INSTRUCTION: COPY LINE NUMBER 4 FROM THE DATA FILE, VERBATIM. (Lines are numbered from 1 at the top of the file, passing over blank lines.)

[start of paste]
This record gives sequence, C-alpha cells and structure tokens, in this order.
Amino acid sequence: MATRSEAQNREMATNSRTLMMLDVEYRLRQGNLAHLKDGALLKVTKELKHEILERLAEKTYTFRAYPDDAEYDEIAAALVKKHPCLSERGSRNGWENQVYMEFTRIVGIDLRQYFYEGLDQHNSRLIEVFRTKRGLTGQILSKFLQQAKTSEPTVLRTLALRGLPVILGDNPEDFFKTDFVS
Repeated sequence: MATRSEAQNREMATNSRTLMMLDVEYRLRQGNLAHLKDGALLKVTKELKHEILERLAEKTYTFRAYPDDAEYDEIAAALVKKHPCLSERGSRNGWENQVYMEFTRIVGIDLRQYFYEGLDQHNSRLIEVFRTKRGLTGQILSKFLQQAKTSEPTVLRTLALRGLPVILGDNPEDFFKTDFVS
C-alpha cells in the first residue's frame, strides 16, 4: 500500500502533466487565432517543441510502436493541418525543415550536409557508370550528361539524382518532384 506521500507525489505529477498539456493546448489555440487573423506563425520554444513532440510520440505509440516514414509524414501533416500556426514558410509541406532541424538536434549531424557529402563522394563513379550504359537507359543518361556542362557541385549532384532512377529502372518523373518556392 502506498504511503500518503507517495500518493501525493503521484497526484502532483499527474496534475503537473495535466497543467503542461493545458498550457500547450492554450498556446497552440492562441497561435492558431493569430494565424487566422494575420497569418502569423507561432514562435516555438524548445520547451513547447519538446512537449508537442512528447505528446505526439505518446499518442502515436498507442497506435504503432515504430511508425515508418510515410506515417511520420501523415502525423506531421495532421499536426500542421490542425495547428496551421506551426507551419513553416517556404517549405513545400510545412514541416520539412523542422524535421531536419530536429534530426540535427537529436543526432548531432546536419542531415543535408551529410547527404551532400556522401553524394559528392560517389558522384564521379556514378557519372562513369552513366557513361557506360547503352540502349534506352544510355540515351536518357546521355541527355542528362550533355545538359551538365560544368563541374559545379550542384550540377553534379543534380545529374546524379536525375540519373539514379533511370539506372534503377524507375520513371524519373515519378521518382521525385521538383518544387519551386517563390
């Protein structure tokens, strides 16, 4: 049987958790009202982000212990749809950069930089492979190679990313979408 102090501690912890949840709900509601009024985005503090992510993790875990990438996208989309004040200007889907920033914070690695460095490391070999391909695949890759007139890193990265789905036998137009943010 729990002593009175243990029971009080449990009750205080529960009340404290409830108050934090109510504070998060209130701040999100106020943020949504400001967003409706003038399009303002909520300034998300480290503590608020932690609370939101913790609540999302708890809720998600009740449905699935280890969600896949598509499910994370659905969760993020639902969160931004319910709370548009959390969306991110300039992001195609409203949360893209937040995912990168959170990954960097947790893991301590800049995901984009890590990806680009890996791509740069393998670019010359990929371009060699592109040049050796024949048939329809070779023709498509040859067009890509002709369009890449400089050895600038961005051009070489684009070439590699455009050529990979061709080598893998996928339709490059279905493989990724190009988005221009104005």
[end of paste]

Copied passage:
C-alpha cells in the first residue's frame, strides 16, 4: 500500500502533466487565432517543441510502436493541418525543415550536409557508370550528361539524382518532384 506521500507525489505529477498539456493546448489555440487573423506563425520554444513532440510520440505509440516514414509524414501533416500556426514558410509541406532541424538536434549531424557529402563522394563513379550504359537507359543518361556542362557541385549532384532512377529502372518523373518556392 502506498504511503500518503507517495500518493501525493503521484497526484502532483499527474496534475503537473495535466497543467503542461493545458498550457500547450492554450498556446497552440492562441497561435492558431493569430494565424487566422494575420497569418502569423507561432514562435516555438524548445520547451513547447519538446512537449508537442512528447505528446505526439505518446499518442502515436498507442497506435504503432515504430511508425515508418510515410506515417511520420501523415502525423506531421495532421499536426500542421490542425495547428496551421506551426507551419513553416517556404517549405513545400510545412514541416520539412523542422524535421531536419530536429534530426540535427537529436543526432548531432546536419542531415543535408551529410547527404551532400556522401553524394559528392560517389558522384564521379556514378557519372562513369552513366557513361557506360547503352540502349534506352544510355540515351536518357546521355541527355542528362550533355545538359551538365560544368563541374559545379550542384550540377553534379543534380545529374546524379536525375540519373539514379533511370539506372534503377524507375520513371524519373515519378521518382521525385521538383518544387519551386517563390